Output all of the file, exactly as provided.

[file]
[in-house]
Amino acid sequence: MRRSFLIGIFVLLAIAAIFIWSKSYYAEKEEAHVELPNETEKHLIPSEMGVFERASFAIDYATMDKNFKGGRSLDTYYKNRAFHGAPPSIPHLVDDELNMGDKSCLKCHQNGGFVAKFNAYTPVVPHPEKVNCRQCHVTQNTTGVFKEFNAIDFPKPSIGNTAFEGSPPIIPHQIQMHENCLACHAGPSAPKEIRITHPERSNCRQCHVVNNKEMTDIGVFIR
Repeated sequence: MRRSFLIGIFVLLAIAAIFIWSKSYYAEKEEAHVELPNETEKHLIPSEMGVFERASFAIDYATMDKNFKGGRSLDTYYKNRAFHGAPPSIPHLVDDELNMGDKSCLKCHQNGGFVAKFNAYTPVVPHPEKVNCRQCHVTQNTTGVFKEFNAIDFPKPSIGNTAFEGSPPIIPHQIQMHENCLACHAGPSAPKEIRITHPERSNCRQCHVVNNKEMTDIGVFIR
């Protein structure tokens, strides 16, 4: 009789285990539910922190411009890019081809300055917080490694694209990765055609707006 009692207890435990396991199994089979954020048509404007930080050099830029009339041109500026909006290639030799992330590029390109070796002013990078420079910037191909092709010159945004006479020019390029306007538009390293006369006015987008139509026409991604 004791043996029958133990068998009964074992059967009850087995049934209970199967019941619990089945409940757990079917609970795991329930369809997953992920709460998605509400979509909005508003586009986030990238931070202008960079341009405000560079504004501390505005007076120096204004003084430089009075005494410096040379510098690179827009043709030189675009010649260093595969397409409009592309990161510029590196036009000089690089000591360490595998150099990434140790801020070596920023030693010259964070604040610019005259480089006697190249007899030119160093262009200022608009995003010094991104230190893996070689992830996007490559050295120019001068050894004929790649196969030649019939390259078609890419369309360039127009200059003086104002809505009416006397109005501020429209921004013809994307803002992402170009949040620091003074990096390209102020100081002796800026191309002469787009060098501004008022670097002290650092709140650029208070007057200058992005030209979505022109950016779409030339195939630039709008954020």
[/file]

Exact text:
[in-house]
Amino acid sequence: MRRSFLIGIFVLLAIAAIFIWSKSYYAEKEEAHVELPNETEKHLIPSEMGVFERASFAIDYATMDKNFKGGRSLDTYYKNRAFHGAPPSIPHLVDDELNMGDKSCLKCHQNGGFVAKFNAYTPVVPHPEKVNCRQCHVTQNTTGVFKEFNAIDFPKPSIGNTAFEGSPPIIPHQIQMHENCLACHAGPSAPKEIRITHPERSNCRQCHVVNNKEMTDIGVFIR
Repeated sequence: MRRSFLIGIFVLLAIAAIFIWSKSYYAEKEEAHVELPNETEKHLIPSEMGVFERASFAIDYATMDKNFKGGRSLDTYYKNRAFHGAPPSIPHLVDDELNMGDKSCLKCHQNGGFVAKFNAYTPVVPHPEKVNCRQCHVTQNTTGVFKEFNAIDFPKPSIGNTAFEGSPPIIPHQIQMHENCLACHAGPSAPKEIRITHPERSNCRQCHVVNNKEMTDIGVFIR
């Protein structure tokens, strides 16, 4: 009789285990539910922190411009890019081809300055917080490694694209990765055609707006 009692207890435990396991199994089979954020048509404007930080050099830029009339041109500026909006290639030799992330590029390109070796002013990078420079910037191909092709010159945004006479020019390029306007538009390293006369006015987008139509026409991604 004791043996029958133990068998009964074992059967009850087995049934209970199967019941619990089945409940757990079917609970795991329930369809997953992920709460998605509400979509909005508003586009986030990238931070202008960079341009405000560079504004501390505005007076120096204004003084430089009075005494410096040379510098690179827009043709030189675009010649260093595969397409409009592309990161510029590196036009000089690089000591360490595998150099990434140790801020070596920023030693010259964070604040610019005259480089006697190249007899030119160093262009200022608009995003010094991104230190893996070689992830996007490559050295120019001068050894004929790649196969030649019939390259078609890419369309360039127009200059003086104002809505009416006397109005501020429209921004013809994307803002992402170009949040620091003074990096390209102020100081002796800026191309002469787009060098501004008022670097002290650092709140650029208070007057200058992005030209979505022109950016779409030339195939630039709008954020």